The companies other focus, which has obviously payed off from our own assessment, has been in the sound and feel of the driver. “Sound and impact feel go hand in hand,” says Williams.  “We spent a lot of time analyzing it,” he added, noting that they worked to find the types of sound that golfers prefer, zeroing in a on pitch, duration and amplitude.

In tackling the adjustable end of things Callaway engaged a philosophy in that they wanted to simply things for the user and “have changes that matter.”

I played Luke’s 8.5 degree driver in the neutral setting, one of three face angles (2.5 degrees open, neutral, 1.5 degrees closed) and six settings you can create through the use of a simple wrench.  A favorable feature of Callaway’s Opti-Fit adjustable hosel is that it allows the shaft to remain oriented the way you like even as the face angle changes. All the adjustments are contained in the housing of the fitting.  This ensures you can have the shaft graphics where you prefer and can also maintain the shaft position if you “spine” or “Pure” your shafts.  You can also use a reminder style grip that will maintain its position throughout any adjustment.

“We wanted to have a driver that was easy for the consumer to use, one where they can easily see a change in ball flight when they make an adjustment in the face angle or weighting,” Williams pointed out as we strolled the fairways at Grand Del Mar Golf Club.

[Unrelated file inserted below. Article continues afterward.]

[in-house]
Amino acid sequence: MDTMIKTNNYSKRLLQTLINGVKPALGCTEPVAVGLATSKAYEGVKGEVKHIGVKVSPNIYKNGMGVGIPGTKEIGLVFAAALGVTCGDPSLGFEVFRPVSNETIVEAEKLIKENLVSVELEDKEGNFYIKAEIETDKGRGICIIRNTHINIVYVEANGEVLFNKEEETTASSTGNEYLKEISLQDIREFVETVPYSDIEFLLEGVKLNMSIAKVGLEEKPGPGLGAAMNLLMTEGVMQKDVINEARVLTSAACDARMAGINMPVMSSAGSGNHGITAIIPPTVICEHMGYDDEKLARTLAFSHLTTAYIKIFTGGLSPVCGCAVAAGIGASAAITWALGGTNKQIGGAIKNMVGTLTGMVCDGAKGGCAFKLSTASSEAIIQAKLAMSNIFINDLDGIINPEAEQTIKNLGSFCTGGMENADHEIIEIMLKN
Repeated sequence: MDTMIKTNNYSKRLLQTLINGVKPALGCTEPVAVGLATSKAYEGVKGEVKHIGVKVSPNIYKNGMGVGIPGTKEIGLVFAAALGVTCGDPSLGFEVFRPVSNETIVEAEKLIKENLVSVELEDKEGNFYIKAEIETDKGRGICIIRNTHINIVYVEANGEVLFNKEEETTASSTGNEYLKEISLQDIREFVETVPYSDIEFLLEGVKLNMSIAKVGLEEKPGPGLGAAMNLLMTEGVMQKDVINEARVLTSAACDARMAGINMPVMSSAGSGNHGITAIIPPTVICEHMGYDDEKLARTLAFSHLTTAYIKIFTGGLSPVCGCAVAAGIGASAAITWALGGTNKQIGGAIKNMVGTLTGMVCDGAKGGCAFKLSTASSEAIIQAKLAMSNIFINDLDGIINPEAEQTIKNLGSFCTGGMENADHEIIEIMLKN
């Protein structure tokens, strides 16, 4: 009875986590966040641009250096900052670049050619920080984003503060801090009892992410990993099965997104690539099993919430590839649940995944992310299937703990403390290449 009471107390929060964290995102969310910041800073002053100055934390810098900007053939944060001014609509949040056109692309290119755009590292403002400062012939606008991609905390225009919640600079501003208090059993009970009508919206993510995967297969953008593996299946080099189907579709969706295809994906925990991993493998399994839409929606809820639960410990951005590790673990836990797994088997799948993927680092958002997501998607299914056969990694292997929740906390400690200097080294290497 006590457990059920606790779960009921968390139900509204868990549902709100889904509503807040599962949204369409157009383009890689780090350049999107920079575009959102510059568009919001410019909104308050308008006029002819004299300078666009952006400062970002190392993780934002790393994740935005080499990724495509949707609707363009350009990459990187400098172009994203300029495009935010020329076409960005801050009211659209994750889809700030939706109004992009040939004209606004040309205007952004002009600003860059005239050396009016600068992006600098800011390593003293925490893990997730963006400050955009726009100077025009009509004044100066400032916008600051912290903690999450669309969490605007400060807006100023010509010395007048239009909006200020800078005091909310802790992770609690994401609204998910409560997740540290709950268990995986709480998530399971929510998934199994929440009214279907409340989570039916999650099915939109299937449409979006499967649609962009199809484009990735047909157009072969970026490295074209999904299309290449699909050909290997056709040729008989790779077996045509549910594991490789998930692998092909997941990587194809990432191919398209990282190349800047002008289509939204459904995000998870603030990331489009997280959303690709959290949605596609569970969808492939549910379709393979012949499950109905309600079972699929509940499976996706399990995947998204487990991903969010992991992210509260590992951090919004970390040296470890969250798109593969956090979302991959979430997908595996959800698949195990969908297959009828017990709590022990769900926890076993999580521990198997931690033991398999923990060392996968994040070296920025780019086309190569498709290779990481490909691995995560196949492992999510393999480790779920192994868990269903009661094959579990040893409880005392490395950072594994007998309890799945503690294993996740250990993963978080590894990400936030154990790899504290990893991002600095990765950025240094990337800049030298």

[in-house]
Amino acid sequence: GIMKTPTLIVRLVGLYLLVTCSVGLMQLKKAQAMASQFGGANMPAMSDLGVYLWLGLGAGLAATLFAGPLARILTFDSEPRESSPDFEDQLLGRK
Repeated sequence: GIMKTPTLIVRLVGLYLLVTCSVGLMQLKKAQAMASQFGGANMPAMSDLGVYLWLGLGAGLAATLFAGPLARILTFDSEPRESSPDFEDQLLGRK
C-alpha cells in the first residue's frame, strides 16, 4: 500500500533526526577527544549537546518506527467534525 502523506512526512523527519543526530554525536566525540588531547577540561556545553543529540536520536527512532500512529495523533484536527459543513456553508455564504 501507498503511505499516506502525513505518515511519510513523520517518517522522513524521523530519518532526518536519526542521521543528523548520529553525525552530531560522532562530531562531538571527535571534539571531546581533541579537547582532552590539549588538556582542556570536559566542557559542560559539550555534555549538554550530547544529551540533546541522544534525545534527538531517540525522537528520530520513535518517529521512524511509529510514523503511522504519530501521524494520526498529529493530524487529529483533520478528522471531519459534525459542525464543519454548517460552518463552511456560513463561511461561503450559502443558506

“There were a couple key components to this driver when we set out to design it,” Williams explained later on at the Ely Callaway Performance Center. This, after I had been suitably impressed by the accuracy and consistent distance the driver delivered on course.   Those elements were: creating an adjustable driver that only enhanced performance, rather than compromising it, and making sure the adjustable features would not be intimidating to the average user.

Willams says that they found that with an adjustable driver most golfers , up to 90% of them, would get their club set-up and never change those settings, even when it would be to their advantage to alter them.  Their goal was to have a system that encouraged the golfer to make an adjustment when they needed it, without fear that it was too complicated.  “We wanted it to simple because we heard that some golfers were afraid to adjust it for fearing of breaking the club or getting it into a setting where they could not get it back to the way it was.  There is no advantage of an adjustable driver if that is the case.”

Williams likens some adjustable drivers on the market, with their high number of available settings,  to 21 speed spikes, saying that on those bikes there are about 12 distinct speeds you notice while others overlap so much you never make use of them.  They wanted to ensure the “speed” changes in the RAZR Fit to be perceptible.

“We put a lot into this design.  I think golfers will see that when they try it for themselves.”

The Callaway RAZR-Fit driver is scheduled to be available at retail on February 17th, 2012.  It comes in lofts of 8.5, 9.5, 10.5, and 11.5 in right hand and lofts of 9.5 through 11.5 in left hand.  The stock shaft will be an Aldila RIP NV (45.5″) and the head will come fitted with a 12 gram weight in the toe and a 2 gram weight in the heel.  That is a neutral setting that can be adjusted.

The company says they will be introducing a free Mobile Fitting App and you can also expect matching fairway woods to join the driver on shop shelves in 2012.